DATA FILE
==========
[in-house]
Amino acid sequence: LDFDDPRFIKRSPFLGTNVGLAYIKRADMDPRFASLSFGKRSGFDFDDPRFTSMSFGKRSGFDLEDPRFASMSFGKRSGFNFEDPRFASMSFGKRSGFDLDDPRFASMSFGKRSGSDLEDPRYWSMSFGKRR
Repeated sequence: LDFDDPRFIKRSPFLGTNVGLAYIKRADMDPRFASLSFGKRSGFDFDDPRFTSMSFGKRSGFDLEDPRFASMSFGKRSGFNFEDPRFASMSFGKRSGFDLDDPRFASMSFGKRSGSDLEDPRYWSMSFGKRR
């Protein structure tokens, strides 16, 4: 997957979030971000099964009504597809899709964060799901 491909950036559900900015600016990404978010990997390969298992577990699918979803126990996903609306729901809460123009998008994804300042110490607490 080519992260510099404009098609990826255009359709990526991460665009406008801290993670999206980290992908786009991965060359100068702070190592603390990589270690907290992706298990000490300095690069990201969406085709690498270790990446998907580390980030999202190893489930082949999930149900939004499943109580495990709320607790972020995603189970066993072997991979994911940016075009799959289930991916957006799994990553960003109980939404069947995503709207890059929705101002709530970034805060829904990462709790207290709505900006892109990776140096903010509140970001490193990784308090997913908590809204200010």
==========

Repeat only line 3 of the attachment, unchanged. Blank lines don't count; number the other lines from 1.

Repeated sequence: LDFDDPRFIKRSPFLGTNVGLAYIKRADMDPRFASLSFGKRSGFDFDDPRFTSMSFGKRSGFDLEDPRFASMSFGKRSGFNFEDPRFASMSFGKRSGFDLDDPRFASMSFGKRSGSDLEDPRYWSMSFGKRR